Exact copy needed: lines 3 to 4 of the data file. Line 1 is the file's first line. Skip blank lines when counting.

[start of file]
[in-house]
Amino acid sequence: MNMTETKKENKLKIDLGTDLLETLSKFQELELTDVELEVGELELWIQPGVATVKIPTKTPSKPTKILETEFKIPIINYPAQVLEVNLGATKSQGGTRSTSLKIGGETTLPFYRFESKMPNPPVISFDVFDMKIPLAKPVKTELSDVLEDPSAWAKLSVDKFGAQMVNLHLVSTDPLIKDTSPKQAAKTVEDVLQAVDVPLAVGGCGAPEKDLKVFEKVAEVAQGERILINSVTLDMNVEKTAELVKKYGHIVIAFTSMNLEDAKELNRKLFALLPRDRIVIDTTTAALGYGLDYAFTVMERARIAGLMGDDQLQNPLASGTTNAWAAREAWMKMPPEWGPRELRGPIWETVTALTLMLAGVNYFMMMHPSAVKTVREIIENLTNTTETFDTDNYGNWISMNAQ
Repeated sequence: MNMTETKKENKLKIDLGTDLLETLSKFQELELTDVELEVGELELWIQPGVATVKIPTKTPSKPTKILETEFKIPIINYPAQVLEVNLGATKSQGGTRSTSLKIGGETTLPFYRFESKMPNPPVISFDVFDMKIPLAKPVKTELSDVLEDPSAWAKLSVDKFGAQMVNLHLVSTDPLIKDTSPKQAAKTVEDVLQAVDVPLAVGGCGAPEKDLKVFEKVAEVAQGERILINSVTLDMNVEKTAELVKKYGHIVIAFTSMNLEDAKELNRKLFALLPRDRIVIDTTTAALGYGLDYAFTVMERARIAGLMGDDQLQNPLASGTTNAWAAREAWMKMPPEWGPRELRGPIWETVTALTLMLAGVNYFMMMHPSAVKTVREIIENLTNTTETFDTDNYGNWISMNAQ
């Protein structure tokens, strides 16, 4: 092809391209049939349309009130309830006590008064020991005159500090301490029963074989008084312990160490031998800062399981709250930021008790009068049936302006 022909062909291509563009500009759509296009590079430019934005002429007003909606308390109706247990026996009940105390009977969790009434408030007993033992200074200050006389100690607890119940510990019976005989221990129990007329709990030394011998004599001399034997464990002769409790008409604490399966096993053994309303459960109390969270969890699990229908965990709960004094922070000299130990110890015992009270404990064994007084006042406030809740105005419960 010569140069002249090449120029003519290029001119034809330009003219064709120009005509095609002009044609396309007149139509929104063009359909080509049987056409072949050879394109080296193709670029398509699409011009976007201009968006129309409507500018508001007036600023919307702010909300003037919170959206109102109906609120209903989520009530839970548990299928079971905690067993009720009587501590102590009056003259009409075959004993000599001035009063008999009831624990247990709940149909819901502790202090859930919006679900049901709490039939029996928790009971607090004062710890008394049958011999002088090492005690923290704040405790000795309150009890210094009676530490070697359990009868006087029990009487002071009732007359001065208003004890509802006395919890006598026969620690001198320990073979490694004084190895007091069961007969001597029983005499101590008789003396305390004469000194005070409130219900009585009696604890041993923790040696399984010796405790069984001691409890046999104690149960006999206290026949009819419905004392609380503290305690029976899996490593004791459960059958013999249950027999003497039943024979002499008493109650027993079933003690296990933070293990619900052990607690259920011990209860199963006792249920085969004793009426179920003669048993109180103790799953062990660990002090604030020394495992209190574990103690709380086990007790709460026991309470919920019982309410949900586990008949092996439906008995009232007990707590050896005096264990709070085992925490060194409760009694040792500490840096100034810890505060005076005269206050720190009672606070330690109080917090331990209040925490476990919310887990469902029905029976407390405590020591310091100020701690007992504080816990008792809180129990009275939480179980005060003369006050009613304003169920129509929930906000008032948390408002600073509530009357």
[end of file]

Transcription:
Repeated sequence: MNMTETKKENKLKIDLGTDLLETLSKFQELELTDVELEVGELELWIQPGVATVKIPTKTPSKPTKILETEFKIPIINYPAQVLEVNLGATKSQGGTRSTSLKIGGETTLPFYRFESKMPNPPVISFDVFDMKIPLAKPVKTELSDVLEDPSAWAKLSVDKFGAQMVNLHLVSTDPLIKDTSPKQAAKTVEDVLQAVDVPLAVGGCGAPEKDLKVFEKVAEVAQGERILINSVTLDMNVEKTAELVKKYGHIVIAFTSMNLEDAKELNRKLFALLPRDRIVIDTTTAALGYGLDYAFTVMERARIAGLMGDDQLQNPLASGTTNAWAAREAWMKMPPEWGPRELRGPIWETVTALTLMLAGVNYFMMMHPSAVKTVREIIENLTNTTETFDTDNYGNWISMNAQ
């Protein structure tokens, strides 16, 4: 092809391209049939349309009130309830006590008064020991005159500090301490029963074989008084312990160490031998800062399981709250930021008790009068049936302006 022909062909291509563009500009759509296009590079430019934005002429007003909606308390109706247990026996009940105390009977969790009434408030007993033992200074200050006389100690607890119940510990019976005989221990129990007329709990030394011998004599001399034997464990002769409790008409604490399966096993053994309303459960109390969270969890699990229908965990709960004094922070000299130990110890015992009270404990064994007084006042406030809740105005419960 010569140069002249090449120029003519290029001119034809330009003219064709120009005509095609002009044609396309007149139509929104063009359909080509049987056409072949050879394109080296193709670029398509699409011009976007201009968006129309409507500018508001007036600023919307702010909300003037919170959206109102109906609120209903989520009530839970548990299928079971905690067993009720009587501590102590009056003259009409075959004993000599001035009063008999009831624990247990709940149909819901502790202090859930919006679900049901709490039939029996928790009971607090004062710890008394049958011999002088090492005690923290704040405790000795309150009890210094009676530490070697359990009868006087029990009487002071009732007359001065208003004890509802006395919890006598026969620690001198320990073979490694004084190895007091069961007969001597029983005499101590008789003396305390004469000194005070409130219900009585009696604890041993923790040696399984010796405790069984001691409890046999104690149960006999206290026949009819419905004392609380503290305690029976899996490593004791459960059958013999249950027999003497039943024979002499008493109650027993079933003690296990933070293990619900052990607690259920011990209860199963006792249920085969004793009426179920003669048993109180103790799953062990660990002090604030020394495992209190574990103690709380086990007790709460026991309470919920019982309410949900586990008949092996439906008995009232007990707590050896005096264990709070085992925490060194409760009694040792500490840096100034810890505060005076005269206050720190009672606070330690109080917090331990209040925490476990919310887990469902029905029976407390405590020591310091100020701690007992504080816990008792809180129990009275939480179980005060003369006050009613304003169920129509929930906000008032948390408002600073509530009357």